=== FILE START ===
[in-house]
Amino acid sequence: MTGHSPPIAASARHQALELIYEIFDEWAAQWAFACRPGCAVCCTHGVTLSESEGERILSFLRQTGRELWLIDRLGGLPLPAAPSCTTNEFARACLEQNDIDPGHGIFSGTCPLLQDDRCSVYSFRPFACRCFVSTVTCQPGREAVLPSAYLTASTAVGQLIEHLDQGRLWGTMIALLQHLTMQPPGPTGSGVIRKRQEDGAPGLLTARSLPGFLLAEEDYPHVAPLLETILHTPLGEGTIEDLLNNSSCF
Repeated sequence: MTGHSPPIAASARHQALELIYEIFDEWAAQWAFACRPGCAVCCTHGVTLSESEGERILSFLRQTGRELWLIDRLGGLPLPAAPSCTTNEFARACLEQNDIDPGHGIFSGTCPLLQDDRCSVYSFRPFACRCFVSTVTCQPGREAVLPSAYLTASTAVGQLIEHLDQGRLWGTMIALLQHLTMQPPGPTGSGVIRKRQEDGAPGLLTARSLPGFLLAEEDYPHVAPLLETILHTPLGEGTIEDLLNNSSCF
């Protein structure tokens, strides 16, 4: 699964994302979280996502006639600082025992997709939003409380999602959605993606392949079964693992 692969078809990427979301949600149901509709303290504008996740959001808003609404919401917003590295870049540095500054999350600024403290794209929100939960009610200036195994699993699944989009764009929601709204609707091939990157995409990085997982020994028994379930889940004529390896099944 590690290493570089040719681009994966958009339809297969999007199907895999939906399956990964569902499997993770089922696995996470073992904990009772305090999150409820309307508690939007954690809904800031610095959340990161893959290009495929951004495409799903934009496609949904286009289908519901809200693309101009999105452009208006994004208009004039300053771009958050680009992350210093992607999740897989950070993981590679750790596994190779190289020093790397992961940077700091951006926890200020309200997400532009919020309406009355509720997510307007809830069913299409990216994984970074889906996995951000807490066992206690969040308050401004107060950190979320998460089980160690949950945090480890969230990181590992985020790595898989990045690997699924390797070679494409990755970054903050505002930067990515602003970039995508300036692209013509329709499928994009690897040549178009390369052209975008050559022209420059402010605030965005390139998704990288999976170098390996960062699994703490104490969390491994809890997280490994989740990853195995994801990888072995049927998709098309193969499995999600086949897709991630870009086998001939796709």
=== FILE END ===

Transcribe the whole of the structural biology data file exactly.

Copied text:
[in-house]
Amino acid sequence: MTGHSPPIAASARHQALELIYEIFDEWAAQWAFACRPGCAVCCTHGVTLSESEGERILSFLRQTGRELWLIDRLGGLPLPAAPSCTTNEFARACLEQNDIDPGHGIFSGTCPLLQDDRCSVYSFRPFACRCFVSTVTCQPGREAVLPSAYLTASTAVGQLIEHLDQGRLWGTMIALLQHLTMQPPGPTGSGVIRKRQEDGAPGLLTARSLPGFLLAEEDYPHVAPLLETILHTPLGEGTIEDLLNNSSCF
Repeated sequence: MTGHSPPIAASARHQALELIYEIFDEWAAQWAFACRPGCAVCCTHGVTLSESEGERILSFLRQTGRELWLIDRLGGLPLPAAPSCTTNEFARACLEQNDIDPGHGIFSGTCPLLQDDRCSVYSFRPFACRCFVSTVTCQPGREAVLPSAYLTASTAVGQLIEHLDQGRLWGTMIALLQHLTMQPPGPTGSGVIRKRQEDGAPGLLTARSLPGFLLAEEDYPHVAPLLETILHTPLGEGTIEDLLNNSSCF
């Protein structure tokens, strides 16, 4: 699964994302979280996502006639600082025992997709939003409380999602959605993606392949079964693992 692969078809990427979301949600149901509709303290504008996740959001808003609404919401917003590295870049540095500054999350600024403290794209929100939960009610200036195994699993699944989009764009929601709204609707091939990157995409990085997982020994028994379930889940004529390896099944 590690290493570089040719681009994966958009339809297969999007199907895999939906399956990964569902499997993770089922696995996470073992904990009772305090999150409820309307508690939007954690809904800031610095959340990161893959290009495929951004495409799903934009496609949904286009289908519901809200693309101009999105452009208006994004208009004039300053771009958050680009992350210093992607999740897989950070993981590679750790596994190779190289020093790397992961940077700091951006926890200020309200997400532009919020309406009355509720997510307007809830069913299409990216994984970074889906996995951000807490066992206690969040308050401004107060950190979320998460089980160690949950945090480890969230990181590992985020790595898989990045690997699924390797070679494409990755970054903050505002930067990515602003970039995508300036692209013509329709499928994009690897040549178009390369052209975008050559022209420059402010605030965005390139998704990288999976170098390996960062699994703490104490969390491994809890997280490994989740990853195995994801990888072995049927998709098309193969499995999600086949897709991630870009086998001939796709």